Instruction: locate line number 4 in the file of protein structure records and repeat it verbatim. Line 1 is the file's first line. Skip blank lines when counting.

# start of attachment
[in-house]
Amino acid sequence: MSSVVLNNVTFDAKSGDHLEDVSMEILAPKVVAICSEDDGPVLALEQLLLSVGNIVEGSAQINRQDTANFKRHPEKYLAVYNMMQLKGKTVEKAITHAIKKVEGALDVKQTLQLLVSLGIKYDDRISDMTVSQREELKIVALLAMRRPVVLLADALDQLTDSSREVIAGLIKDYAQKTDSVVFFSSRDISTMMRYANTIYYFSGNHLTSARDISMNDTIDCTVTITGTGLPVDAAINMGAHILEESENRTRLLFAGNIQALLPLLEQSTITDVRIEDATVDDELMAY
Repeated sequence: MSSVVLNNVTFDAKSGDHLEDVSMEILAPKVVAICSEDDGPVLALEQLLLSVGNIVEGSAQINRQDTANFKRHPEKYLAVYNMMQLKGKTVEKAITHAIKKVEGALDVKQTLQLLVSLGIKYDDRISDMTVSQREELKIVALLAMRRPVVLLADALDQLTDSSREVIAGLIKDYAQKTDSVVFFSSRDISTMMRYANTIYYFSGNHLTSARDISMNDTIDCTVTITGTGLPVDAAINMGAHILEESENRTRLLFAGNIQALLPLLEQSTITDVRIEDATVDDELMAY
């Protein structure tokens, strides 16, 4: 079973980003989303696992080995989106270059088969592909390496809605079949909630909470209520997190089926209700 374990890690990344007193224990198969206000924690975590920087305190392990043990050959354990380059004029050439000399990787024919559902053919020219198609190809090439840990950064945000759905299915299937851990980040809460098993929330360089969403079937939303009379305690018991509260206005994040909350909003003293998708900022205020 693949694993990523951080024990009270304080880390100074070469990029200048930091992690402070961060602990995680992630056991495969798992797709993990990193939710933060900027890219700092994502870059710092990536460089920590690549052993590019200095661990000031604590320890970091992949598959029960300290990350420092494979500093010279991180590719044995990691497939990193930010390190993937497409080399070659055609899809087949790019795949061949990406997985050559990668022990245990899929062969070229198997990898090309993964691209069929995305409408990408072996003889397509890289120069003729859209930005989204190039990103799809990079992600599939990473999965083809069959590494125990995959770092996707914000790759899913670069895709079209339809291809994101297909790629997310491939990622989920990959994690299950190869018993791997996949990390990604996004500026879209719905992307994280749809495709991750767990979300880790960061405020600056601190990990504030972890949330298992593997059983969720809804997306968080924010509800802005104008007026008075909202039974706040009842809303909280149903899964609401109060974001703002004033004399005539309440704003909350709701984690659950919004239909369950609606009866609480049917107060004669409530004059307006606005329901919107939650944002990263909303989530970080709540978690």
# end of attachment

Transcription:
């Protein structure tokens, strides 16, 4: 079973980003989303696992080995989106270059088969592909390496809605079949909630909470209520997190089926209700 374990890690990344007193224990198969206000924690975590920087305190392990043990050959354990380059004029050439000399990787024919559902053919020219198609190809090439840990950064945000759905299915299937851990980040809460098993929330360089969403079937939303009379305690018991509260206005994040909350909003003293998708900022205020 693949694993990523951080024990009270304080880390100074070469990029200048930091992690402070961060602990995680992630056991495969798992797709993990990193939710933060900027890219700092994502870059710092990536460089920590690549052993590019200095661990000031604590320890970091992949598959029960300290990350420092494979500093010279991180590719044995990691497939990193930010390190993937497409080399070659055609899809087949790019795949061949990406997985050559990668022990245990899929062969070229198997990898090309993964691209069929995305409408990408072996003889397509890289120069003729859209930005989204190039990103799809990079992600599939990473999965083809069959590494125990995959770092996707914000790759899913670069895709079209339809291809994101297909790629997310491939990622989920990959994690299950190869018993791997996949990390990604996004500026879209719905992307994280749809495709991750767990979300880790960061405020600056601190990990504030972890949330298992593997059983969720809804997306968080924010509800802005104008007026008075909202039974706040009842809303909280149903899964609401109060974001703002004033004399005539309440704003909350709701984690659950919004239909369950609606009866609480049917107060004669409530004059307006606005329901919107939650944002990263909303989530970080709540978690």